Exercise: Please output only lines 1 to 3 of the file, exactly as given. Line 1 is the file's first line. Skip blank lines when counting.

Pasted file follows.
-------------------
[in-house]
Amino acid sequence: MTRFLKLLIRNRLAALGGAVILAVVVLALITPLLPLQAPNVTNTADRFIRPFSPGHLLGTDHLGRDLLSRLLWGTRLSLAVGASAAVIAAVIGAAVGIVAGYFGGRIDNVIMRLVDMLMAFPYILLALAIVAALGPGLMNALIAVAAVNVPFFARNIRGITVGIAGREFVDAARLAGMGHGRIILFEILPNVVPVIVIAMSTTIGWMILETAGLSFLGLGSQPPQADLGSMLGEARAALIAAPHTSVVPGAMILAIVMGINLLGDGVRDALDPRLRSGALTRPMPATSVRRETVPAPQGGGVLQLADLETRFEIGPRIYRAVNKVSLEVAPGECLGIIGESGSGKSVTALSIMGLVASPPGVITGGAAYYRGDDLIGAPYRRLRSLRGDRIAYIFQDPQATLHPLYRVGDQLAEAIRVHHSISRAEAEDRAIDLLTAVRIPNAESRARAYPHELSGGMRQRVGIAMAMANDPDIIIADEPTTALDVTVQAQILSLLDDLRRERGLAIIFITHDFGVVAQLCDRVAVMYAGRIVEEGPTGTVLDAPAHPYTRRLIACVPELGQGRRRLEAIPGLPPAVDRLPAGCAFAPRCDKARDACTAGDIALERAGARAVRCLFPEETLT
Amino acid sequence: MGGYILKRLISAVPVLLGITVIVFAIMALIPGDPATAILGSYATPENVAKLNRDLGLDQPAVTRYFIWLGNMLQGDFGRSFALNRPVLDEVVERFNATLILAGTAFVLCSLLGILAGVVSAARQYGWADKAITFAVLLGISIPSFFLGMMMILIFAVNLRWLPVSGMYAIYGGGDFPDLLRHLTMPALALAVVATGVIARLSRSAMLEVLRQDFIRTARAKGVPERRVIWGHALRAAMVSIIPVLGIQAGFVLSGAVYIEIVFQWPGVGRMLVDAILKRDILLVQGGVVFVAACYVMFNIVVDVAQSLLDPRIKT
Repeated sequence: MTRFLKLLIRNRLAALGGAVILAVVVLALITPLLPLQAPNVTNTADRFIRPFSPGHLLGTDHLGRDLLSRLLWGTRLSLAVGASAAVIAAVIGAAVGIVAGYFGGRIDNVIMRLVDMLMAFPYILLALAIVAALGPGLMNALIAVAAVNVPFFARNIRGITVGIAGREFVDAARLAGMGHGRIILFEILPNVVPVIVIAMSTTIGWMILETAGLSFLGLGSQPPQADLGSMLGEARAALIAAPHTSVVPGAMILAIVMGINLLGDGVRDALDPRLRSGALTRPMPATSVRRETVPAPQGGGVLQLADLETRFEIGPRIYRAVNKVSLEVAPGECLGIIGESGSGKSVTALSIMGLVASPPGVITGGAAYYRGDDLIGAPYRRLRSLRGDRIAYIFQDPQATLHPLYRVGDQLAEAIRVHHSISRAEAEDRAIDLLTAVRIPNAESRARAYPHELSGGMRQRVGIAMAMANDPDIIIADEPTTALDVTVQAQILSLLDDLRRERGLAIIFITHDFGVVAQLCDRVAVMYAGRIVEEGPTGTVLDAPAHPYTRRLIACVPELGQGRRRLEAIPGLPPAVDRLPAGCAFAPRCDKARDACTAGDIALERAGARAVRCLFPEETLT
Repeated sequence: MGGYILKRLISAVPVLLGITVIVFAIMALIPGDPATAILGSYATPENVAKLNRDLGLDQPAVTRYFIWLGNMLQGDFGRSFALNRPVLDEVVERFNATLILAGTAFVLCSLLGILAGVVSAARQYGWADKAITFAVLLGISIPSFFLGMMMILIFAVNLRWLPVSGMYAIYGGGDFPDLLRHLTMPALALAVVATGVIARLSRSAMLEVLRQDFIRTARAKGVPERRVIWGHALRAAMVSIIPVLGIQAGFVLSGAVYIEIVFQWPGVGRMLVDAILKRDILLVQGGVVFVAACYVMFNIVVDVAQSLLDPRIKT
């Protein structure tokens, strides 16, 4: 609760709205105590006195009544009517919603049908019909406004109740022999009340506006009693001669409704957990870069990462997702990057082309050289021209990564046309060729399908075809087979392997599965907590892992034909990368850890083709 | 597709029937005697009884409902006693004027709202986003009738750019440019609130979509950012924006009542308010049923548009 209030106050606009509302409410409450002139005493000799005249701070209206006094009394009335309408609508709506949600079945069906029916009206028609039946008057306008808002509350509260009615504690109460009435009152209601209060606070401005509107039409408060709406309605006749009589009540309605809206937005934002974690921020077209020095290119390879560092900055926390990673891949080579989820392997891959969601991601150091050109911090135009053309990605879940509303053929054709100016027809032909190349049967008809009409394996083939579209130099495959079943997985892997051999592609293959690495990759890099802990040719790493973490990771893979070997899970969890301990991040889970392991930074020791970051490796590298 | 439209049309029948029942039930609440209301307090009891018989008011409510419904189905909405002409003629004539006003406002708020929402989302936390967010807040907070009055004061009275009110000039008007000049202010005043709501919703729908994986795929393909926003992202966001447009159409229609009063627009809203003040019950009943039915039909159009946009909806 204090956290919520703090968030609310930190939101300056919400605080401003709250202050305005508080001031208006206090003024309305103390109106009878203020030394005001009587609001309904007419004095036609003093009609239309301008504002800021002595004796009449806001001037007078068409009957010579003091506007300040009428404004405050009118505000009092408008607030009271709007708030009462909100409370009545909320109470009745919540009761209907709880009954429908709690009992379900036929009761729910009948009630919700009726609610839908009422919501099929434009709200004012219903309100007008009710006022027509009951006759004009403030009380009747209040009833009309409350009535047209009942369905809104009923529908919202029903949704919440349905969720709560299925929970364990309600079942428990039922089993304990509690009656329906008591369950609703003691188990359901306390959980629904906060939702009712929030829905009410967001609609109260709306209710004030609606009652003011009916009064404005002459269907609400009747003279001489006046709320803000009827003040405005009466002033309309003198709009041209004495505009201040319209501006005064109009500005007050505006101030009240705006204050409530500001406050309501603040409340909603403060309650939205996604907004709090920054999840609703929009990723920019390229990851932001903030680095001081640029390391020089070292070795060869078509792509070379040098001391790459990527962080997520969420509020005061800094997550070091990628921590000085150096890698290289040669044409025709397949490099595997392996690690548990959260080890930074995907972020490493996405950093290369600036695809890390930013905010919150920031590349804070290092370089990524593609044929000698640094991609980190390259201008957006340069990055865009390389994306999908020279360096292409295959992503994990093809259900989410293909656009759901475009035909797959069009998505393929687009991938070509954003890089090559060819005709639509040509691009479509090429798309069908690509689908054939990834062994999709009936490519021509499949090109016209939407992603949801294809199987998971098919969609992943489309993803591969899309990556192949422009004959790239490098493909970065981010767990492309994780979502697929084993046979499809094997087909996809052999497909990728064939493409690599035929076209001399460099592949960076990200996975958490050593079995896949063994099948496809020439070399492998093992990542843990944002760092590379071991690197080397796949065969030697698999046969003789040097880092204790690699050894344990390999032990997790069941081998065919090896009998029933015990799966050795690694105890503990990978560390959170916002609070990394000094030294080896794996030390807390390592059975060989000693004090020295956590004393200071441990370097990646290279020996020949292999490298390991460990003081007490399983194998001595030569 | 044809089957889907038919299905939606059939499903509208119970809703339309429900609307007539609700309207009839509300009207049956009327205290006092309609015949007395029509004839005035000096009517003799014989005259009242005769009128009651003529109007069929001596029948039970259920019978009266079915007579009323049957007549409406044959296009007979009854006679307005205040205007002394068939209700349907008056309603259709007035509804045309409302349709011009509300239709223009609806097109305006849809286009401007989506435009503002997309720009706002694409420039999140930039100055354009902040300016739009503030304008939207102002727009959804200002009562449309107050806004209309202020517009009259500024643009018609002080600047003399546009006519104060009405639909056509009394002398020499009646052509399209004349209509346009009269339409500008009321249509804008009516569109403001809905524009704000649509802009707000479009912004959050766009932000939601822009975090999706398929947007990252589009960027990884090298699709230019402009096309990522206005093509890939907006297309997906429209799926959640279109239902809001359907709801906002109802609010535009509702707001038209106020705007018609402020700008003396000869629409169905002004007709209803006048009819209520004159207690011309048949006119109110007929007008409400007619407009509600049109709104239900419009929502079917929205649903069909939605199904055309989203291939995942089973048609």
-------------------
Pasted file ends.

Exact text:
[in-house]
Amino acid sequence: MTRFLKLLIRNRLAALGGAVILAVVVLALITPLLPLQAPNVTNTADRFIRPFSPGHLLGTDHLGRDLLSRLLWGTRLSLAVGASAAVIAAVIGAAVGIVAGYFGGRIDNVIMRLVDMLMAFPYILLALAIVAALGPGLMNALIAVAAVNVPFFARNIRGITVGIAGREFVDAARLAGMGHGRIILFEILPNVVPVIVIAMSTTIGWMILETAGLSFLGLGSQPPQADLGSMLGEARAALIAAPHTSVVPGAMILAIVMGINLLGDGVRDALDPRLRSGALTRPMPATSVRRETVPAPQGGGVLQLADLETRFEIGPRIYRAVNKVSLEVAPGECLGIIGESGSGKSVTALSIMGLVASPPGVITGGAAYYRGDDLIGAPYRRLRSLRGDRIAYIFQDPQATLHPLYRVGDQLAEAIRVHHSISRAEAEDRAIDLLTAVRIPNAESRARAYPHELSGGMRQRVGIAMAMANDPDIIIADEPTTALDVTVQAQILSLLDDLRRERGLAIIFITHDFGVVAQLCDRVAVMYAGRIVEEGPTGTVLDAPAHPYTRRLIACVPELGQGRRRLEAIPGLPPAVDRLPAGCAFAPRCDKARDACTAGDIALERAGARAVRCLFPEETLT
Amino acid sequence: MGGYILKRLISAVPVLLGITVIVFAIMALIPGDPATAILGSYATPENVAKLNRDLGLDQPAVTRYFIWLGNMLQGDFGRSFALNRPVLDEVVERFNATLILAGTAFVLCSLLGILAGVVSAARQYGWADKAITFAVLLGISIPSFFLGMMMILIFAVNLRWLPVSGMYAIYGGGDFPDLLRHLTMPALALAVVATGVIARLSRSAMLEVLRQDFIRTARAKGVPERRVIWGHALRAAMVSIIPVLGIQAGFVLSGAVYIEIVFQWPGVGRMLVDAILKRDILLVQGGVVFVAACYVMFNIVVDVAQSLLDPRIKT